6. We use Oak Meadow curriculum and this coming September will be our fourth year using it. Kids find it fun and I like that it goes with the rhythm of the seasons in the early years. You are so right, it is hard, exhausting but so rewarding.

  7. Bridget Harthcock says:

    Congrats to you all; I admire homeschool moms!

  8. Michelle L says:

    We have been homeschooling for 8 years now. It is difficult the first few years, but it definitely gets easier as the kids get older, can read, and are more self sufficient. We started using aBeka for all subjects and used it for a few years. I like that everything is spelled out for you, but it can sometimes seem like too much. We now use My Father’s World and love it. It is easy to use when you are teaching multiple kids and I have really learned a lot myself. We now have an eclectic approach and use several different companies for different subjects. If you have questions about anything feel free to email me. Homeschooling is a great adventure and it has been great to have my kids at home.

  9. Congratulations!! It is a huge accomplishment and you should all be very proud! I’m a long time reader and first time commenter. :) I’m a second generation homeschooler. When I think back on my homeschool days I know I learned from curriculum
    but I think I learned the most just from living life with my family. The field trips, the service projects, the relationship building, the character training just by example . . . . That is what stands out to me. You are giving your children a very precious gift (YOURSELF!) and don’t let any perfectionism steal your joy. :) You are doing a wonderful job! I have also learned a lot from “The Libertarian Homeschooler” on Facebook. She’s awesome. Our motto here is that we are training in righteousness and learning along the way. We are not trying to recreate a public school setting with a Christian twist. We are just practicing discipleship.

  10. Yay, so glad to hear! I am sure that it is a lot of work, but it is totally worth it. P.S. She is way too cute.

  11. Hi, why are you homeschooling at all? Your kids miss a lot of things they learn when being together with others, e.g. different opinions and most of all different pupils they probably would not have met otherwise. Are they not left alone by the other kids, that go to regular school, having no friends with this group?
    In Germany homeschooling is not allowed, as the kids should learn the common education lessons, that have been created by experts. They should get to know to a wide range of other kids and families and make friends with them. It is important for a kid to get to know to the world outside its own family, I think.
    Greets from Germany, Alex

    • Hi Alex,
      Homeschooling has grown exponentially in the last decade, not only in North America but also in the UK and Australia. I strongly recommend that you do some research on the subject matter. There is an abundance of Homeschooling Curriculum available to those of us who chose this route that is indeed developed by experts. I encourage you to look up the book How Children Learn at Home by Allan Thomas and Harriet Pattison. Also, children are always learning even before they are considered ‘school age’. This does not stop once they become 5 or 6 years old. Learning is something that is lifelong and does not just happen inside a “School.” Also, the demographic of families who choose to home school are indeed quite educated themselves. The idea that homeschooled children aren’t socialized is also a myth. Homeschooled children are able to communicate and conduct transactions with members of society not just with those that are born the same years as they are.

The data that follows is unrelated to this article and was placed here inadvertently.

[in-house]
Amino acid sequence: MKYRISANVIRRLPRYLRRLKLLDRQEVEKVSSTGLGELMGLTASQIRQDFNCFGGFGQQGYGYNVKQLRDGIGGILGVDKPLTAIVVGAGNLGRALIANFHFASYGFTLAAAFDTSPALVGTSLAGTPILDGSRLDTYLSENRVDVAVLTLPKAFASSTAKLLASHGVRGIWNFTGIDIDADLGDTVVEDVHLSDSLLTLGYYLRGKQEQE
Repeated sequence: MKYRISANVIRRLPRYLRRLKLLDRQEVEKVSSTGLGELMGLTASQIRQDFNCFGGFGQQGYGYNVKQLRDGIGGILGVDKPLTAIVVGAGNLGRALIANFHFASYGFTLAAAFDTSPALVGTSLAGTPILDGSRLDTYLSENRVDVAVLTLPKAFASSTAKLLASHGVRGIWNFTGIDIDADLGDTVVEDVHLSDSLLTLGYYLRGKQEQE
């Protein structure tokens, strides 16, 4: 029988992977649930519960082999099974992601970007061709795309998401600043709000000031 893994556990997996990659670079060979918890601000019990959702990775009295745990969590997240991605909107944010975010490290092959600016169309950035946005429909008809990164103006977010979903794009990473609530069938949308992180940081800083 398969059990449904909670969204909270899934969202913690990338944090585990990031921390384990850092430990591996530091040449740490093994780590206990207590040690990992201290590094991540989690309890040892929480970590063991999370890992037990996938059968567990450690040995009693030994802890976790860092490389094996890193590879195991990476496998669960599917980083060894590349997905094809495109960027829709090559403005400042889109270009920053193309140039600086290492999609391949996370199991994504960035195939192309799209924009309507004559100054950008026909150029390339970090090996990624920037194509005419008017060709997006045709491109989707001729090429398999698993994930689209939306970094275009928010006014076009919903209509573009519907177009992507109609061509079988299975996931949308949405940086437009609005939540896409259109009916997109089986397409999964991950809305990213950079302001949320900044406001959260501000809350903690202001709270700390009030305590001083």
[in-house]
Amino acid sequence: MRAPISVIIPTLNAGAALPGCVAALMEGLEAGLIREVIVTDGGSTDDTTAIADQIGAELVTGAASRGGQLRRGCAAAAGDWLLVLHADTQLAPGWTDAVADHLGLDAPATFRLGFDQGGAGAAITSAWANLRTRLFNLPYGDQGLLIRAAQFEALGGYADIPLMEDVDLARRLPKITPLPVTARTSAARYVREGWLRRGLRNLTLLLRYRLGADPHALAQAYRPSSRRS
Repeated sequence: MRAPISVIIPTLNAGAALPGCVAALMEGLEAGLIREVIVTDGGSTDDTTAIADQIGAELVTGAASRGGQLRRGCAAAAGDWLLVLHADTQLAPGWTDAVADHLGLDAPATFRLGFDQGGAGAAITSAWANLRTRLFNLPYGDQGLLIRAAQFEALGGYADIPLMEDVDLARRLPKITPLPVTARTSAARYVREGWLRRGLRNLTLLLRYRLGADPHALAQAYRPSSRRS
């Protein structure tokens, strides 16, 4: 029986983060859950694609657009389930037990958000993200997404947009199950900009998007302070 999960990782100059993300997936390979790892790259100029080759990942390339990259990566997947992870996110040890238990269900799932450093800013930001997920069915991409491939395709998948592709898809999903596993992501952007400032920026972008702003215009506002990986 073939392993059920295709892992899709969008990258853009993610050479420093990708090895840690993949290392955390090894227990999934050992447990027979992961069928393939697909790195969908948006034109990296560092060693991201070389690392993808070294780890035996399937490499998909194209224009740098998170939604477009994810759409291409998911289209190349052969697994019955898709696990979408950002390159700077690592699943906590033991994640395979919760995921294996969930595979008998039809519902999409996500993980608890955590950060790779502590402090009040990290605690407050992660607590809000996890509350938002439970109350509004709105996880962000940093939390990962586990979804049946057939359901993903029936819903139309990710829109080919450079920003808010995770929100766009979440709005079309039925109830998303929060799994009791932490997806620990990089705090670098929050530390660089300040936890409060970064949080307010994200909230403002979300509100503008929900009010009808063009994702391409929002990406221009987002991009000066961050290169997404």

12. We just wrapped up our 5th year of HS with A Beka. Can’t recommend the phonics program enough. If you like the structure of step-by-step lesson plans, you might like A Beka, also. HS is definitely an adventure. :-)

  13. Congrats on the first year! If you don’t mind me asking, did you feel isolated at all? I’ve started looking into homeschooling my daughter (although she won’t start kindergarten until 2016) and I worry that we might feel isolated (although we do plan on joining a co-op that meets once a week in addition to our “normal” activities). Homeschooling seems so, so, so awesome and I have read that socialization usually is a non-issue, but it’s the one thing that concerns me. :)

    • Hey Kristina, no we didn’t feel isolated at all! I think if you are doing a co-op once a week that will be great. And yes, that’s a total myth about the socialization! My kids are completely normal. haha

  14. We just finished our first year, too! We are also part of a co-op with great classes so my kids are able to be with other kids each week. I truly love what homeschooling provides for my kids!

  15. We’re big into the eclectic approach as well. My kids do Horizons Math, Rod and Staff for Grammar and Spelling, Apologia Science, you get the idea. I research different programs and pick what seems best for my kids. Yes, it seems like more work because it’s not all in a box, but in the end, my kids do much better with it. This way I can tailor the subjects to fit my kids.

  16. That’s cool that you are using Sonlight–after my mom pulled me out of school in 3rd grade and began homeschooling me we used Sonlight all the way through high school. It was a tougher curriculum and we didn’t do all of it–I think twice we split up one year into two years so we could get through all of it and still have a life. But I loved it! I loved all the great reading and the poetry and it really made college quite easy to handle (as easy as it can be). It really pushes homeschoolers to high standards. I probably won’t use the official cirruculum with my own children until they are older, but I look forward to doing it again. Hope that helps!